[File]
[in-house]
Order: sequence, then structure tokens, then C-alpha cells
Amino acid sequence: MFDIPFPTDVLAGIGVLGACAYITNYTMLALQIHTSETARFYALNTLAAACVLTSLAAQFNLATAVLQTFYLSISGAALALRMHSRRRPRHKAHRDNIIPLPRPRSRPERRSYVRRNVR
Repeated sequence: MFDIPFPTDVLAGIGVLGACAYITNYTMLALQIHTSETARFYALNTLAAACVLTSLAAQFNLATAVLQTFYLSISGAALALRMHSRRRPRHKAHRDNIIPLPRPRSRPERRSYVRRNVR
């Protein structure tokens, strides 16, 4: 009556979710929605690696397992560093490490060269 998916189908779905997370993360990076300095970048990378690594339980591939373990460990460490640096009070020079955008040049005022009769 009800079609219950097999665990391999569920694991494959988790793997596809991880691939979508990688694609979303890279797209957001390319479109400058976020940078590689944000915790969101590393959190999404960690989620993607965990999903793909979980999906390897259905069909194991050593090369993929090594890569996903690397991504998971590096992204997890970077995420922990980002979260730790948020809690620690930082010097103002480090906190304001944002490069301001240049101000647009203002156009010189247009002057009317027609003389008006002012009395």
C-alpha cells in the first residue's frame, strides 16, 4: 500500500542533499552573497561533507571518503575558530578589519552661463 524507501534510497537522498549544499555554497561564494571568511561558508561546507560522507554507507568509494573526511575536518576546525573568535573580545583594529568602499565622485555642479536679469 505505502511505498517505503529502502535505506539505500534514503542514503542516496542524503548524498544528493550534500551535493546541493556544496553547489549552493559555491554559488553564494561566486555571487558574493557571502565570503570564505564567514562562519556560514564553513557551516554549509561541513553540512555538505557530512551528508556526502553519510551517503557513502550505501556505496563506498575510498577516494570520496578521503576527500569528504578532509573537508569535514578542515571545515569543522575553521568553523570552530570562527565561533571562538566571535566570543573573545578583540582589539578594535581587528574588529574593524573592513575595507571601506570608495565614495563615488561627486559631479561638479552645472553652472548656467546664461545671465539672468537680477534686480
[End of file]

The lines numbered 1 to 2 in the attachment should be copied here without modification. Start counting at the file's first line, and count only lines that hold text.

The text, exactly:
[in-house]
Order: sequence, then structure tokens, then C-alpha cells